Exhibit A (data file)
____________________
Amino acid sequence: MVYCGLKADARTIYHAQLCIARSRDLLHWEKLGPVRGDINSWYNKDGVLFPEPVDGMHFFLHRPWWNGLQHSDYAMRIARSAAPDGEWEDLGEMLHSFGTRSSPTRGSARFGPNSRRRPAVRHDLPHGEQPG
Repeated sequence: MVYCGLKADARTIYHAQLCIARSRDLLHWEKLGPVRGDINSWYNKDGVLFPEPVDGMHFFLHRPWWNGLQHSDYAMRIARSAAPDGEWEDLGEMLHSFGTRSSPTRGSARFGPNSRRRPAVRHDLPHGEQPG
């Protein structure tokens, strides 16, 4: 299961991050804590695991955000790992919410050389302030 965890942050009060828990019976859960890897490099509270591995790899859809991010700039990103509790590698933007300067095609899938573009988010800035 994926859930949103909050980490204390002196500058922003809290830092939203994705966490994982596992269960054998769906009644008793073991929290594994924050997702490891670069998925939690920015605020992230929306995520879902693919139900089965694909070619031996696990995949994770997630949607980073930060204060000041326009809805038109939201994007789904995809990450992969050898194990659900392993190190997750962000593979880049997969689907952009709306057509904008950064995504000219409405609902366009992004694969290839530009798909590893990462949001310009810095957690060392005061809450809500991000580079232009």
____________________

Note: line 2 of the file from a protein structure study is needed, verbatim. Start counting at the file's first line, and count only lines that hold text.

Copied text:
Repeated sequence: MVYCGLKADARTIYHAQLCIARSRDLLHWEKLGPVRGDINSWYNKDGVLFPEPVDGMHFFLHRPWWNGLQHSDYAMRIARSAAPDGEWEDLGEMLHSFGTRSSPTRGSARFGPNSRRRPAVRHDLPHGEQPG